A Word of Farewell

“Word over all, beautiful as the sky!” wrote Walt Whitman in “Reconciliation,” a poem that appeared in his magnum opus Leaves of Grass.

This verse of “Reconciliation” leant its lyrics as a title for the 2012 spring concert of the Colgate Choral Ensembles. The Women’s Ensemble and Concert Choir per-formed Word over all… on Sunday in Memorial Chapel. This concert was specially celebrated as the last that Assistant Professor of Music and Director of Choral and Vocal Activities James Niblock would conduct as director of the two choral ensembles, after directing the groups for seven years.

The program that paid a fond farewell to its director was com-prised of songs not of ending, but renewal. Songs about springtime, harvest and deliverance joined the Concert Choir’s centerpiece, a truly stunning performance of four Civil War poems by Walt Whitman set to song that gave voice to a nation’s regeneration in the face of unprecedented destruction.

Women’s Ensemble led off the concert with two Latin vespers de-votionals. “Nigra Sum” began with chilly harmonies fit for a sunset devotional in winter but the harmonies grew softer and lusher as the lyrics shifted to describing the bourgeoning flowers of “tempus puta-tionis” – the time of pruning. “Tota pulchra es” – you are all beauti-ful – was chanted in repetition by the ensemble as this devotional to Mary bedecked the mother of Jesus in diverse harmonies.

Women’s Ensemble followed the devotionals with some secular songs. Two numbers by Camille Saint-Sa?ns paired a lament dedi-cated to women in wartime with a lively song of the “chevalier print-emps” – princely springtime. The Women’s Ensemble concluded with a rustic setting of Robert Frost’s poem “A Girl’s Garden,” which warned against planting a crop that is so varied that it becomes a “mis-cellany.” A departing director appeared to be imparting the wisdom of honing one’s focus.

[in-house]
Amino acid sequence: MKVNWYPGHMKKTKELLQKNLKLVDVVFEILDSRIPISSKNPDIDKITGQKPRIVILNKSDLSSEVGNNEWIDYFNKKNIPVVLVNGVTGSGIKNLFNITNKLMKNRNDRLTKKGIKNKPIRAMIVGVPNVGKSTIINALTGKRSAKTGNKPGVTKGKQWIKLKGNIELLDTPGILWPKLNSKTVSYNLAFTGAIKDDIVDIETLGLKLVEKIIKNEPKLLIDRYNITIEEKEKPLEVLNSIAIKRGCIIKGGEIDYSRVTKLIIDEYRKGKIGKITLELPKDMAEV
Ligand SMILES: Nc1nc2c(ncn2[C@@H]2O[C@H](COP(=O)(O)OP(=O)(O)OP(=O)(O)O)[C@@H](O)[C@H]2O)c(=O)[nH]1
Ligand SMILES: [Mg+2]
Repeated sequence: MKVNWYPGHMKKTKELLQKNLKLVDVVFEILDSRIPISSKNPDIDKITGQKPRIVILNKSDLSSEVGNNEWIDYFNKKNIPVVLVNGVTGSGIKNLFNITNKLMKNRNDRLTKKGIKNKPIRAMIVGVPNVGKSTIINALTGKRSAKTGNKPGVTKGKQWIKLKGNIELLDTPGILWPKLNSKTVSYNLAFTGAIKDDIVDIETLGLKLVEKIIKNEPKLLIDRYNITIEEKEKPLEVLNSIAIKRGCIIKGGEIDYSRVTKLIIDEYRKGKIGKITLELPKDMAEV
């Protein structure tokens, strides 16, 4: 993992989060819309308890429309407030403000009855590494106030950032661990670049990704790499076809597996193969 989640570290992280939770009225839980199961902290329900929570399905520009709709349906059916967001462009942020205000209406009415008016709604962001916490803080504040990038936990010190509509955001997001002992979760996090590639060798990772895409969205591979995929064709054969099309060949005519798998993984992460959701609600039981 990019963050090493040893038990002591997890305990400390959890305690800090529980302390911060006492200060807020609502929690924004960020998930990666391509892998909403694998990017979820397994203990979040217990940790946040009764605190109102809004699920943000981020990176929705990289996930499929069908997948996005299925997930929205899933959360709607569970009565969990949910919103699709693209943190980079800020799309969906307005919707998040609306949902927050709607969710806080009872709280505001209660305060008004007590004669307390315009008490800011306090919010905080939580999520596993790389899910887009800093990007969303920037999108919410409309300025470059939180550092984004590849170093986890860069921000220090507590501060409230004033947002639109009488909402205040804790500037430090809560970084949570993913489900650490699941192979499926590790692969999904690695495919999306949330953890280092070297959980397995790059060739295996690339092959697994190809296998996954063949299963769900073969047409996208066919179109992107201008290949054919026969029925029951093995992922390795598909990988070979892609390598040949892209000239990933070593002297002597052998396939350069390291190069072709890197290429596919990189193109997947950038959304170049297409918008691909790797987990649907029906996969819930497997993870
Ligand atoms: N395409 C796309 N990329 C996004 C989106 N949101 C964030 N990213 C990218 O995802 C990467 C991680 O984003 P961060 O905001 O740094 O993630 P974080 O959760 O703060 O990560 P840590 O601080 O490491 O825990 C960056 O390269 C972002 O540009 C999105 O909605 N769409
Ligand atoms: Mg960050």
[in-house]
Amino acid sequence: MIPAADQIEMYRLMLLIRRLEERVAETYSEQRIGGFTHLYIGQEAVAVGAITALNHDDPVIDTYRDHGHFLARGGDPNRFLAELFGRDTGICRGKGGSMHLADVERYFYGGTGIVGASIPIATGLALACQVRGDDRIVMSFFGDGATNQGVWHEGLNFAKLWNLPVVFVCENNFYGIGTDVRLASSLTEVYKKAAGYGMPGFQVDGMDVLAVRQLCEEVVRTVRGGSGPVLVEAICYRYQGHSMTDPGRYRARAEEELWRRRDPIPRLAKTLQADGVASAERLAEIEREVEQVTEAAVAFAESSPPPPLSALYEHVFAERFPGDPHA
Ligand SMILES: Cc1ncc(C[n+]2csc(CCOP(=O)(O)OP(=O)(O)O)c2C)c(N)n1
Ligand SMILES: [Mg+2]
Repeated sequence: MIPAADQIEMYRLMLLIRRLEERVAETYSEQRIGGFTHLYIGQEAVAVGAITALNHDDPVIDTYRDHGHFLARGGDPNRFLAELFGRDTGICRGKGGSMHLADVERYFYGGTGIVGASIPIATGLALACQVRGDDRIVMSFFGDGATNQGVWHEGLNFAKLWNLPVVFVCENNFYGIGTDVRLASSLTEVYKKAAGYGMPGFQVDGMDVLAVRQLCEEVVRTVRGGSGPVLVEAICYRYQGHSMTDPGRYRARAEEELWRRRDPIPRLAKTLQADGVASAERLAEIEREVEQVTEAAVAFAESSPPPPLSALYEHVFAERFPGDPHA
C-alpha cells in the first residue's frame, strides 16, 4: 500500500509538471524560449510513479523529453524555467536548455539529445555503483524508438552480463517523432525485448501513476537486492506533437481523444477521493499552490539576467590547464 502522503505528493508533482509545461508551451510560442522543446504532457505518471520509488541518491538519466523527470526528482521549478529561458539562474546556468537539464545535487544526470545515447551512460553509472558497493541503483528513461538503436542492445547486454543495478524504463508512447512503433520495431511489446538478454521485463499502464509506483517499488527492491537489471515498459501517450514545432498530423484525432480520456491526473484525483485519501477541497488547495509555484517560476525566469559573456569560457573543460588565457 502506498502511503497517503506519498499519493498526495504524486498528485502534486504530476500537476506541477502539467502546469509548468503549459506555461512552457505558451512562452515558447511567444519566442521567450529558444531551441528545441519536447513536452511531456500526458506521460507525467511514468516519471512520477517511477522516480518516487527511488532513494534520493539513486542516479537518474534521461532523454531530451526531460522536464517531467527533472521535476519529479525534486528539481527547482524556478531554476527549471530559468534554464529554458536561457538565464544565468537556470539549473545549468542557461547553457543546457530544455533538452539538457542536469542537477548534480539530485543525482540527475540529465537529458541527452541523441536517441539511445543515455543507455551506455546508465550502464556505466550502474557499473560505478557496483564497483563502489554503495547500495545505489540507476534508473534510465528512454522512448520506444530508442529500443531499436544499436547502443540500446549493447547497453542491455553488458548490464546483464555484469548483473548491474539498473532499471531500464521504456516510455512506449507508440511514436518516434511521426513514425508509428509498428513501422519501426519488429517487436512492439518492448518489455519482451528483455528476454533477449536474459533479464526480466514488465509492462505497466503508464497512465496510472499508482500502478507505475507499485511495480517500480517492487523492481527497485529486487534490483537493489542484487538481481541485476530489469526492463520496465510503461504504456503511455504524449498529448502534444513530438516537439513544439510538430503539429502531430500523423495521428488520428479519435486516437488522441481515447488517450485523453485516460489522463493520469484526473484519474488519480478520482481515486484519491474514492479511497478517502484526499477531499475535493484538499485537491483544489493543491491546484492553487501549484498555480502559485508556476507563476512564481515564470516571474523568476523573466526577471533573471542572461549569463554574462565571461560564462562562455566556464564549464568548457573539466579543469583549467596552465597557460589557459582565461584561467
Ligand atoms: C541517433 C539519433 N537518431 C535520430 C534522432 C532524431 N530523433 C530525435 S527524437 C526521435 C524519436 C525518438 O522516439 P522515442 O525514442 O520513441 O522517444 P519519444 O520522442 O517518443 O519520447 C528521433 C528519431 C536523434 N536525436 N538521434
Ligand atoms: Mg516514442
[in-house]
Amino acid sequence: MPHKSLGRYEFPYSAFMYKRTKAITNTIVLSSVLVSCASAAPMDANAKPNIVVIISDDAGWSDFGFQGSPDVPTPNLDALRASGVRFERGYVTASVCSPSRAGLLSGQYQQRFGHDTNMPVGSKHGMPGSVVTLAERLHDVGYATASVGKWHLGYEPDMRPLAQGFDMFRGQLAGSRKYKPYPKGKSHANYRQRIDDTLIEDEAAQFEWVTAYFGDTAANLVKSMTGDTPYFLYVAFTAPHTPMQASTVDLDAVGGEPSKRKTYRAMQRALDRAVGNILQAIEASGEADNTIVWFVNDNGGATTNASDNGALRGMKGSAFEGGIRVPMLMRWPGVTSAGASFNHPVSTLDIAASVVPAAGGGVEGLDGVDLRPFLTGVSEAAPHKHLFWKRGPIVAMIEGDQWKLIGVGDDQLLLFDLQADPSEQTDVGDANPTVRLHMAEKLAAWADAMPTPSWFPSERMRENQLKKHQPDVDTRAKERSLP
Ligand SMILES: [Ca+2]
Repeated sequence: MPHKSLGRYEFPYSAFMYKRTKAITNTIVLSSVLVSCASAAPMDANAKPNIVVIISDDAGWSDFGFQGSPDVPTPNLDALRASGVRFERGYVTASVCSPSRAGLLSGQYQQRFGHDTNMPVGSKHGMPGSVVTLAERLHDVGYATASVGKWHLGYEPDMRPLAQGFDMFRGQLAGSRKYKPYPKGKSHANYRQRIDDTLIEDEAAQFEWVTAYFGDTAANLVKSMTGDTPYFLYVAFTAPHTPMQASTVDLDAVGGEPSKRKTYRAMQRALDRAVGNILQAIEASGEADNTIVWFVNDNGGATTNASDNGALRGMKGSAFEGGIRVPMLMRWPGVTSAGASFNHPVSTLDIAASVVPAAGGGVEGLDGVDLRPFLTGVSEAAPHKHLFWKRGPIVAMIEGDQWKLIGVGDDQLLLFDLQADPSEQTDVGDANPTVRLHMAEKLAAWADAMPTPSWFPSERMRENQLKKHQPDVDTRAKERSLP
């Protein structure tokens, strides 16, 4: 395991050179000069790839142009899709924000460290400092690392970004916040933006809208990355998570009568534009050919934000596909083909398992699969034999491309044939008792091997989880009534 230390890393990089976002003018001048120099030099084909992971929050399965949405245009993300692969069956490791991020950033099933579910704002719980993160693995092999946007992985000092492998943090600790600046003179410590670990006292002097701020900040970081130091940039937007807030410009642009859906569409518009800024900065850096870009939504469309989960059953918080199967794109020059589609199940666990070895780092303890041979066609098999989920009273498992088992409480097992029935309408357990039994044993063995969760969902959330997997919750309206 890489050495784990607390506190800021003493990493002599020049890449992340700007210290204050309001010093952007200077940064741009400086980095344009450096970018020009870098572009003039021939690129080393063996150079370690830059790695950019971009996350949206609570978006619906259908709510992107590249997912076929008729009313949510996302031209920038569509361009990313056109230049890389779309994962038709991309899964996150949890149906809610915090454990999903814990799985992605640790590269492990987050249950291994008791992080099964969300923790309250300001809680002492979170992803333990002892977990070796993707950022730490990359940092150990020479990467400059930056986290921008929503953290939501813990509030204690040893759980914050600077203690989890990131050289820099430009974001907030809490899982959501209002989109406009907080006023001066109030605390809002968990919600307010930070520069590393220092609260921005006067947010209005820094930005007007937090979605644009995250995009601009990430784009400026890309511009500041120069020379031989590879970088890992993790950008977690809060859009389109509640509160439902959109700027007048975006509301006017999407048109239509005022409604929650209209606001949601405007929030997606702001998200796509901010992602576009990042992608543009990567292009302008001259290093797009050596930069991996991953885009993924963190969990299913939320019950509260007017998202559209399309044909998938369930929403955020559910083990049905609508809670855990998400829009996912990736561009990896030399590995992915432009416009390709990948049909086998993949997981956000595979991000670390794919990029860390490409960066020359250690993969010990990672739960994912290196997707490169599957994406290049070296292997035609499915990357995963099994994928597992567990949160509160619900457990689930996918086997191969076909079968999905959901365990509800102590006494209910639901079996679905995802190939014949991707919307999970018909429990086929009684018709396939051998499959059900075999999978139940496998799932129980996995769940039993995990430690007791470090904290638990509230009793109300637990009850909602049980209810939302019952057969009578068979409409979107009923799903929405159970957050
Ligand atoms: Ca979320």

The Concert Choir’s set began with its astonishing performance of Walt Whitman poetry set to song in Jeffrey Van’s “A Procession Wind-ing Around Me.” From “By the Bivouac’s Fitful Flame” that went “sol-emn and sweet and slow” to the apocalyptic “Beat! Beat! Drums!” to the hushed vigil of “Look Down Fair Moon” and then on to “Rec-onciliation” with its atonement and ultimate transcendence, it was a magisterial performance of a challenging piece. Kenneth Mey-er, an expert guitarist and instruc-tor at Syracuse University’s Setnor School of Music, accompanied the choir for this performance. Meyer played with distinctive rhythmic nuance as he strummed, drummed, plinked and plucked across the strings, body and bridge of his instrument.

The Concert Choir also con-tributed “Le Pont Mirabeau,” a song that the choir fell in love with after hearing the men’s vocal ensemble Cantus perform it here at Colgate in February. They then concluded their set with “Feller from Fortune,” a hearty sailor’s song full of rollicking “diddledum dees” that was the choir’s “antidote” in the difficult practices for “A Procession Winding Around Me.”

Woman’s Ensemble joined the Concert Choir for the final num-ber. Peter Browne’s “Hymn-Anthem on St. Columba,” a devotion to a “good shepherd,” was the last song that Director Niblock directed for the Colgate Choral Ensembles.

Also leaving the choir were seniors Allison Gramolini, Amber Har-ding, Mike Knerr, Sarah Lemon, Yasmin Mannan, Meg Peavey, Axel Spaeh and Paul Weeks.

“It was a poignant, heartfelt experience,” said Mannan. “It taught me a lot about the emotion of a piece making it more wonderful to hear. When you feel, they feel.”

It was a concert where words of parting made room for emotion.

Contact Thomas Wiley at [email protected].